University of Florida/Egm4313/IEA-f13-team10/R1

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Report 1[edit]

Problem 1.1[edit]

Problem Statement[edit]

Derive the equation of motion of a spring-dashpot system in parallel with a mass and applied force.

Solution[edit]

Egm4313.R1.SpringDashpotParallel.jpg

Kinematics[edit]

The spring and dashpot are in parallel, so the displacement of the spring is equal to the displacement of the dashpot.

(1)

Kinetics[edit]

(2)
(3)

Constitutive Relations[edit]

(4)
(5)

From (2), (3), (4) and (5), the equation of motion for the system is


From the first and second derivatives of (1),



So in terms of the displacement of the mass, the final equation of motion is,


Honor Pledge[edit]

On our honor, we did this problem on our own, without looking at the solutions in previous semesters or other online solutions.

Problem 1.2[edit]

Problem Statement[edit]

Derive the equation of motion of the springmass- dashpot in Fig.53, in K 2011 p.85, with an applied force r(t) on the ball.

Solution[edit]

P1.2.JPG

Kinematics[edit]

The displacement of the spring equals the negative displacement of the dashpot (constitutive relation)





Kinetics[edit]

Newton's second law







Substituting the relation above and kinematics section into the kinetics part, we get the equation of motion


Using the constitutive relations shown above we can write the equation of motion as


Honor Pledge[edit]

On our honor, we did this problem on our own, without looking at the solutions in previous semesters or other online solutions.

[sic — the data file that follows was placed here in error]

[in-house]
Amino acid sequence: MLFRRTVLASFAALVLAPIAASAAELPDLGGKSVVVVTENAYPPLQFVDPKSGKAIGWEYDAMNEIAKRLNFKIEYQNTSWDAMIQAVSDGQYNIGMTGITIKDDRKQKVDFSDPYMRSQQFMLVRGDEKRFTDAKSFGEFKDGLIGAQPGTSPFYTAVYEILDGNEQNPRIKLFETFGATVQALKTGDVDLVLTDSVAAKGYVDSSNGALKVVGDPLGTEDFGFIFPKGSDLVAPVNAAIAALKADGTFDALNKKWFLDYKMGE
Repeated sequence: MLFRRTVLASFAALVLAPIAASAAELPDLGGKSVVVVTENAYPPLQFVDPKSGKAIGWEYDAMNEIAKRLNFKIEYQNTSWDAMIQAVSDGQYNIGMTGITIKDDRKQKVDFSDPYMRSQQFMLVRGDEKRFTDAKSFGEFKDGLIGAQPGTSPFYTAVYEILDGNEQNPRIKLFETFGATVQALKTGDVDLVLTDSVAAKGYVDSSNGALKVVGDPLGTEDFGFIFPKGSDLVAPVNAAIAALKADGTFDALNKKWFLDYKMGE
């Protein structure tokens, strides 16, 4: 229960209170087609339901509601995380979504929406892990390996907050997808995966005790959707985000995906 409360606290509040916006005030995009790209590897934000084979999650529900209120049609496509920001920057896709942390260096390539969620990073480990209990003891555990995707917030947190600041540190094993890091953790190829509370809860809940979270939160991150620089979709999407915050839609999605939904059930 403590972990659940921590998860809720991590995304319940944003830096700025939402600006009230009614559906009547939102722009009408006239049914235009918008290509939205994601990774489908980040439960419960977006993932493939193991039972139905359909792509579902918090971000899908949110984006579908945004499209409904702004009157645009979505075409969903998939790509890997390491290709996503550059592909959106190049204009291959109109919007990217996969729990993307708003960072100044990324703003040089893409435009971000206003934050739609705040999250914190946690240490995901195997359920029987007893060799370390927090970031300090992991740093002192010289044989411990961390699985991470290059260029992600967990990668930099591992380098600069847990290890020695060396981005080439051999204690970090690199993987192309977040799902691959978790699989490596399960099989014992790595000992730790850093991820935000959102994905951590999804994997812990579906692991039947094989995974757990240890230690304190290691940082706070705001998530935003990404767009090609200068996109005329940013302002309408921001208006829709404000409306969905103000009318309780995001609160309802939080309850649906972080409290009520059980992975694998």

Problem 1.3[edit]

Problem Statement[edit]

For the spring-dashpot-mass system on p.1-4, draw the FBDs and derive the equation of motion (2) p.1-4.

Solution[edit]

Step 1, Kinematics[edit]

, therefore and

Step 2, FBD and Kinetics[edit]

P1.3step2.jpg





Step 3, Relations[edit]





Step 4[edit]

, therefore , and and

Step 5[edit]

Plugging the last equation from step 4 into the last equation from step 1,

Step 6[edit]

Plugging the equation from step 5 into the first kinetic equation as y",

Honor Pledge[edit]

On our honor, we did this problem on our own, without looking at the solutions in previous semesters or other online solutions.

Problem 2.1[edit]

Problem Statement[edit]

Derive (3) and (4) from (2).
(2)
(3)
(4)

Solution[edit]

Derivation of (3) from (2)[edit]

(A)

(B)

Using equation A, we can show that and

Using equation B, we can show that

After these transformations, the new equation 2 is

Taking the derivative of both sides of equation 2, we get

Derivation of (4) from (2)[edit]

Using equation B, we can show that and and

After these transformations, the new equation 2 is

Honor Pledge[edit]

On our honor, we did this problem on our own, without looking at the solutions in previous semesters or other online solutions.

Problem 1.5[edit]

K 2011 p.59 pbs 3,12

Problem Statement[edit]

Find a general solution.

Solution[edit]

Problem 3[edit]

y+6 y'+8.96y=0

P1.5.3.JPG

This is a linear, first order ODE with constant coefficients.

To find the general solution to this ODE set

so that and

Substituting in y to the ODE and factoring out we get:


Using the quadratic formula to solve for r we get

where a = 1, b = 6, and c = 8.96

Solving to get r = -3.2 and r = -2.8

We get the general solution

Now with the initial values y(0) = 1 and y'(0) = .5






,

Problem 12[edit]

y+9 y'+20y=0

P1.5.12.JPG


This is a linear, first order ODE with constant coefficients.